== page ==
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October 09 Bloom Day in a Small Kitchen Garden

By the time I discovered a lone squash flower in my small kitchen garden, it was crusted with ice.

I regret to say: my small kitchen garden was not at all in the spirit of Garden Bloggers Bloom Day this month. In fact, this post marks the annual transition from active gardening season to armchair gardening season: Snow fell for much of the day.

Snow, in central Pennsylvania on October 15th. According to the weather service, this is a new record; there has never been “measurable” snow this early in a season.

My Small Kitchen Garden isn’t Done

As final as a snowfall seems, my garden isn’t really finished for the year. I expect to harvest cilantro at least one more time before leaving the plants to fend for themselves. Cilantro is quite hardy, and the clump of plants in my garden is likely to survive the winter and put out new growth as soon as the ground thaws next year.

The weather service has forecast days in the 60s next week, so I’ll be able to pull plant-support stakes and rake leaves onto the planting bed. Also, there are still carrots in the ground, so I’ll dig those after this snow melts.

Were I adding perennials to my garden or yard—fruit trees, for example—I’d still do so in the next month. Planting perennials in autumn has distinct advantages over planting them in spring. I explained my rationale last year in a post titled As Autumn Arrives Plant Fruit Trees.

It’s also not too late to start “burning in” new planting beds. I explained in Your Home Kitchen Garden blog how to start a garden bed in grass without first removing sod. If you start before the soil freezes, a reasonable amount of decomposition should take place over the winter; you may be able to plant in the spring, with an early summer start being nearly certain.

In any case, there were hundreds of blossoms in my small kitchen garden today… but with a wet snow falling, I had little fun trying to capture images of them. I hope November’s Bloom Day is a little less punishing and I hope you all had way more reason than I to enjoy today’s Bloom Day!

Most of the blossoms in my small kitchen garden are on the broccoli plants. There are hundreds of them, and today they were coated with ice.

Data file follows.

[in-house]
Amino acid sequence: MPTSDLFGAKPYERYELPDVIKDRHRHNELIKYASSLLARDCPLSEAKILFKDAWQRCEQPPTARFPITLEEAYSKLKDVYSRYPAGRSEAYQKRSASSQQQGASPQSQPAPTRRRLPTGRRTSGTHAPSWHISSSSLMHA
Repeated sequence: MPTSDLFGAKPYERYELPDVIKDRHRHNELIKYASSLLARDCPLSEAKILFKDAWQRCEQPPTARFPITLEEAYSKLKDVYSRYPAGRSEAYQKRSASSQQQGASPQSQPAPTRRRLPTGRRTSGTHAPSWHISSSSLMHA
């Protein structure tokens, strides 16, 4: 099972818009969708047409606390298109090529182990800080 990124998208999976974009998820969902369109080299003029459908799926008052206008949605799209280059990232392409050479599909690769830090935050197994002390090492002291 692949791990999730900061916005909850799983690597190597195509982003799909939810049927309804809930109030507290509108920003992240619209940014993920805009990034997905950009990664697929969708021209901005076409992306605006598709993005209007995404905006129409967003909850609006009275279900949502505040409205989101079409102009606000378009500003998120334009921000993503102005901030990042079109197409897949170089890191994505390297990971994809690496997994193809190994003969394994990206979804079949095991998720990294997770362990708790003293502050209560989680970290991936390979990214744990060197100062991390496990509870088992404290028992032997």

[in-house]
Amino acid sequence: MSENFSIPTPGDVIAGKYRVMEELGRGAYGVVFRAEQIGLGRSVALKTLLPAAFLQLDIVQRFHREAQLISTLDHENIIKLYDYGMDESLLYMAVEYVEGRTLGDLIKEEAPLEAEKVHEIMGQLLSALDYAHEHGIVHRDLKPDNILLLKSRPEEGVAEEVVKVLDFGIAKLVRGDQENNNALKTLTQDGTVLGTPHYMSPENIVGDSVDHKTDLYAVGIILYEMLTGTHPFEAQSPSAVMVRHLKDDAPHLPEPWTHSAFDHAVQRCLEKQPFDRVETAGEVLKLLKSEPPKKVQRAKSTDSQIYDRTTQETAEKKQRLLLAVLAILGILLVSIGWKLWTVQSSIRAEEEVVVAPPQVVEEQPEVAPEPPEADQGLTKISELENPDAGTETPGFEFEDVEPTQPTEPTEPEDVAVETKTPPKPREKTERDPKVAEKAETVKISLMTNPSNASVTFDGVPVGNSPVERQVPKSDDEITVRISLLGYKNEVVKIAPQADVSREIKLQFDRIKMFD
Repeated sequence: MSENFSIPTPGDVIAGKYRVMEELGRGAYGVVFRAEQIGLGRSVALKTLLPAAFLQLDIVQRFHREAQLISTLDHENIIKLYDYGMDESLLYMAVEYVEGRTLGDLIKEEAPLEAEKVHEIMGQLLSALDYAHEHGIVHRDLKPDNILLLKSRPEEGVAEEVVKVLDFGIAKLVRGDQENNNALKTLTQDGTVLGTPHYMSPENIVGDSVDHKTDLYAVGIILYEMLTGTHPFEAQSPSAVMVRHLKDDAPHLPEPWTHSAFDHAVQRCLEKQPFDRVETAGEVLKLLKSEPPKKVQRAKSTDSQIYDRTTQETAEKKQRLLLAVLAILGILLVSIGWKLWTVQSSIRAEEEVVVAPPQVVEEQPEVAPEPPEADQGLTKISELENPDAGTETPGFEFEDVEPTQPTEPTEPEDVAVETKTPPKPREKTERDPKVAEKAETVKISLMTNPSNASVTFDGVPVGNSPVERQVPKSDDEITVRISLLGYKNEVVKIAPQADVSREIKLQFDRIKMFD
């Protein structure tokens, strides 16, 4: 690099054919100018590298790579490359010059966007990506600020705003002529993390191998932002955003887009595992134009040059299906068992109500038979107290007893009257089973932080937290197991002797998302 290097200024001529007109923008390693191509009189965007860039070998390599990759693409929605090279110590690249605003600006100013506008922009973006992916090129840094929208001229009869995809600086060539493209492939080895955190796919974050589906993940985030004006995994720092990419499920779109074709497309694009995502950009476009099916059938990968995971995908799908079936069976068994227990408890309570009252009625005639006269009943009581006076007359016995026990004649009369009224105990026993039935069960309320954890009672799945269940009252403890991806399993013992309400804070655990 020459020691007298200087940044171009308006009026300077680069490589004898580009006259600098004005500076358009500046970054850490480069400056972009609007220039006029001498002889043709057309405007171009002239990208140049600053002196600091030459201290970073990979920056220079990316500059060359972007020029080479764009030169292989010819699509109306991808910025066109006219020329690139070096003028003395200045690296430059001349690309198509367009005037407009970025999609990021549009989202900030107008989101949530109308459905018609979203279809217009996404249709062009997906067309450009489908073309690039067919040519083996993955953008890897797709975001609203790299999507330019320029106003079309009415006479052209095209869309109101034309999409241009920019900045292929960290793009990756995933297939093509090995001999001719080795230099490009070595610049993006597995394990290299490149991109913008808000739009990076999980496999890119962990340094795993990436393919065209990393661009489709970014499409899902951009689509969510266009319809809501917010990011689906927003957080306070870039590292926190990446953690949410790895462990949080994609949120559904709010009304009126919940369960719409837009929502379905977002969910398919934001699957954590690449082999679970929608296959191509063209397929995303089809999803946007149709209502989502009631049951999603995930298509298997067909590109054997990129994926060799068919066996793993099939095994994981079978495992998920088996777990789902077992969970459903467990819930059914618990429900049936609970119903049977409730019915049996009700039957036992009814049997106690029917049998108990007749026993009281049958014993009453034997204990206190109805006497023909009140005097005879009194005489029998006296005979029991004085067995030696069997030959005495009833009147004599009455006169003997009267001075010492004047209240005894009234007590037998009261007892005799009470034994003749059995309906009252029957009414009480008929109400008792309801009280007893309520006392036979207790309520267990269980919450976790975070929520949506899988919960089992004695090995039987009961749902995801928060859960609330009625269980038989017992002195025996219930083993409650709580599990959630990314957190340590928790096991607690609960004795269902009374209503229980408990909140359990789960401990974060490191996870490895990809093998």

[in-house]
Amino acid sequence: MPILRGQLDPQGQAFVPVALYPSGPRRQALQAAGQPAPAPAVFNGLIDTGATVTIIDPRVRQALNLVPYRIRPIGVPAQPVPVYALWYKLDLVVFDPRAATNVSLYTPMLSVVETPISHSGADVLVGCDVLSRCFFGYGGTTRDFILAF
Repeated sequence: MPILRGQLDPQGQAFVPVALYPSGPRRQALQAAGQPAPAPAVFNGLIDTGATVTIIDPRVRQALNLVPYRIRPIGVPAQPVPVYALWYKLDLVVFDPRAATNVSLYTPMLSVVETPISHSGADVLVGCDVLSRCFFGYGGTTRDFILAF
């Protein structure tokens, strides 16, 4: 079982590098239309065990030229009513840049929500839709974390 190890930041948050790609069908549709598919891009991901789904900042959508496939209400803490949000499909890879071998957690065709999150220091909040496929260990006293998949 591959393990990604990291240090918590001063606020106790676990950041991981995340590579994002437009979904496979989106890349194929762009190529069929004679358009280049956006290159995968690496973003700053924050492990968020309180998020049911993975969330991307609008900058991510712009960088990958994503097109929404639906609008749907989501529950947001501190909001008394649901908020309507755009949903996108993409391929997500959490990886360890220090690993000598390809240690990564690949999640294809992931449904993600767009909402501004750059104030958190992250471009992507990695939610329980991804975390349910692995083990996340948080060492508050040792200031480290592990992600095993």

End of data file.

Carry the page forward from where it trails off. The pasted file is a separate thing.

This is no longer a flower, but it looks pretty cool. It’s the spent head of a dill plant. This one head scattered, perhaps, seven billion seeds in my garden (that’s an exaggeration), and now looks like crystal with its coating of frozen sleet.


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5 Responses to “October 09 Bloom Day in a Small Kitchen Garden”

  • As much as it wreaks havoc on a garden, ice sure does make for some pretty pictures! Here’s to the seven billion dill seedlings you should have come spring!

  • Angela:

    What a great picture of your broccoli blossom covered in ice. We just hit 60 this morning after two light freezes over the weekend. I can’t wait until we get snow.

  • I couldn’t stand the idea of my tomatoes dying after all the work I put in on then this summer so I brought them indoors. I do not know if they are going to make it. Hope you have luck with your gardening.
    Rhett out

  • I like this blog! It stands out from all the others in this search criteria! I know a great blog when I see it. Thanks for the great information on the subject. The web needs more blogs like this one. Thanks again, and Happy Halloween!
    Tech Blog

  • admin:

    Dreamybee: Thank you for having a look. I’m looking forward to being able to supply the entire world’s demand for dill in 1010!

    Angela: I’m kind of looking forward to a more permanent expression of winter. We’ll be dancing up to the 70s and down below freezing for another six weeks, I’m sure… but the vegetable garden is absolutely finished. Happily, there is still cilantro, oregano, sage, and tarragon.

    Rhett: I understand your motivation. I have peppers in containers, and I brought the healthiest plant indoors before the frost hit. I’d be thrilled to harvest a handful of tiny peppers in December. Good luck to you and your indoor tomatoes!

    jnewman1: Thank you for your kind words. Maintaining this blog is my ideal job. It’d be awfully nice to turn it into ideal income. Then I’d be able to post more often! Happy Halloween back atcha!

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